3. Baseline echocardiogram did not show any morphological valvular abnormalities or any diastolic dysfunction. At wk 24 no valvular morphological abnormalities, diastolic dysfunction or increased degree of valvular regurgitation were noted (24 subjects in sibutramine group, 15 subjects in placebo group had both baseline and 24 wk echo data). No changes in left atrium diameter, left ventricular ejection fraction or left ventricular mass in sibutramine group compared with baseline echocardiogram.
Biochemical Parameters
  1. No differences were found when the groups were compared at the different time points (baseline, wk 12, and wk 24).
  2. There was a significant decrease in triglycerides and VLDL cholesterol levels at wk 24 in the sibutramine group compared with the baseline values.
  3. There was a trend toward significance (P=0.07) in the calculated total cholesterol/HDL cholesterol ratio in the sibutramine group between wk 24 and baseline.
  4. There was no difference in any parameter in the placebo group.
  Sibutramine     Placebo    
Parameter Baseline week 12 week 24 Baseline Week 12 Week 24
  (n=27) (n=27) (n=25) (n=21) (n=21) (n=19)
Glucose  87.0+7.6 87.0+9.3
86.4+8.2
84.1+8.2
84.2+6.0
84.3+11.4
Total cholesterol  174.1+40.7 163.8+31.2
160.0+26.5
175.2+34.4
167.1+29.8
172.2+33.9
Triglycerides  112.7+65.8 87.8+37.9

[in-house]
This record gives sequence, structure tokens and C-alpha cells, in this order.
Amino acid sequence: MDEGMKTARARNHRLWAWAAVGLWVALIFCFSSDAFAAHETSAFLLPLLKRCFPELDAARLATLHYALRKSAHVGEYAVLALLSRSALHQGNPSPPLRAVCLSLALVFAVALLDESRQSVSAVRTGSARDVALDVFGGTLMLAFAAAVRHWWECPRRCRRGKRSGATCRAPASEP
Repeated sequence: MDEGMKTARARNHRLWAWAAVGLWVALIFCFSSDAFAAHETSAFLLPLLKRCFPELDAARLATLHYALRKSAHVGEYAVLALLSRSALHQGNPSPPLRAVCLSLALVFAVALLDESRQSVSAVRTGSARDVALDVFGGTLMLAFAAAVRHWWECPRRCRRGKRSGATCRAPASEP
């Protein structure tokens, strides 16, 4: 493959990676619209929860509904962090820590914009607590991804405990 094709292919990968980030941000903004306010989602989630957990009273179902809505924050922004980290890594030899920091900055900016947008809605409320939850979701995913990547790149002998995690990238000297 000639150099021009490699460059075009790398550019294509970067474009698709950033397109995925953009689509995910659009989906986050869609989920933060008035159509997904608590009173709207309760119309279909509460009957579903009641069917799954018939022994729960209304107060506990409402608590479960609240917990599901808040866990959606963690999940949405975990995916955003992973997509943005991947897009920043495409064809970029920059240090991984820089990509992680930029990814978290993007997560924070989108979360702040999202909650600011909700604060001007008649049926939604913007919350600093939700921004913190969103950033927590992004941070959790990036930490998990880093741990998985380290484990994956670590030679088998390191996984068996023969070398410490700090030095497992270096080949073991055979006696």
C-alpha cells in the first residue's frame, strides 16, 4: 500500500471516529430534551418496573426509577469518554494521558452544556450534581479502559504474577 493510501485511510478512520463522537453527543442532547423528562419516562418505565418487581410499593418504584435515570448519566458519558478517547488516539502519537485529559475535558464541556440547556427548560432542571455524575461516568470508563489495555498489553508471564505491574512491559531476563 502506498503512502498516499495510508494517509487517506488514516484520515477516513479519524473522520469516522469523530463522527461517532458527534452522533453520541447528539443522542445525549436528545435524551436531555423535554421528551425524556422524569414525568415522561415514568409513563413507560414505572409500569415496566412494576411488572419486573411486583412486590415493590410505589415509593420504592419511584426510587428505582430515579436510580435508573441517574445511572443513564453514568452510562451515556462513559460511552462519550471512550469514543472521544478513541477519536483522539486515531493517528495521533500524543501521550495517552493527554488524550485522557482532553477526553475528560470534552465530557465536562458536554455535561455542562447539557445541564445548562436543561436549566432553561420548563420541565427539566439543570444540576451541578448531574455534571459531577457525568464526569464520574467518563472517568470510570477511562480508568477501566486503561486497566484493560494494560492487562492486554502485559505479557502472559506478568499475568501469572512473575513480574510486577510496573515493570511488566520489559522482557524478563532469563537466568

74.7+25.3a
100.1+48.6
87.2+36.6
 83.5+26.6
HDL cholesterol  33.6+8.9 36.5+7.7
39.3+11.1
36.5+5.7
37.6+7.0
36.8+8.2
LDL cholesterol 117.9+36.5 110.5+32.2
102.7+24.2
118.7+31.0
111.6+29.9
117.2+33.9
VLDL cholesterol  22.6+13.2 18.0+7.9
14.5+5.2a
20.0+9.7
17.8+7.3
17.5+5.3
Insulin  15.8+6.5 14.7+6.9
13.2+5.5
14.9+6.0
15.1+5.2
13.7+4.7
total chol to
HDL chol
 5.0+1.1 4.6+1.4
4.2+1.1b
4.7+1.0
4.6+1.2
4.8+1.4

a P < 0.05 vs baseline
b P < 0.07

Adverse Events

  1. At wk 24, the difference between groups was statistically significant only for costipation, which occured in 40% sibutramine treated subjects vs 13% placebo treated subjects (P =0.039 by Fisher's test).
  2. No subject withdrew due to adverse events.
  3. No serious adverse event or rare event was reported during the study.
Author Conclusion:
  1. In a typical clinical setting, the addition of sibutramine to a hypocaloric diet and moderate exercise counseling induced significantly more weight loss in obese adolescents than diet and exercise counseling alone.
  2. Our results demonstrated consistent improvements with sibutramine treatment in mean percentage, absolute weight and BMI reduction using an intention to treat analysis.
  3. The proportion of subjects who lost at least 10% of initial body weight was more than five times greater with sibutramine treatment compared with placebo.
  4. About 25% of subjects in the sibutramine group lost 15% or more of initial body weight.
  5. Analysis of anthropometric measures, including waist and hip circumferences, also indicated favorable results for sibutramine.
  6. Short term treatment with sibutramine does not seem to be associated with morphological valvular abnormalities.
  7. Significant decrease in triglycerides and VLDL levels in the sibutramine treated group.
Funding Source:
Reviewer Comments:

Limitations:

  • Randomization process not described.
  • Diet and physical activity not assessed.
  • No compliance data presented for the sibutramine or placebo groups e.g. capsules consumed vs capsules prescribed.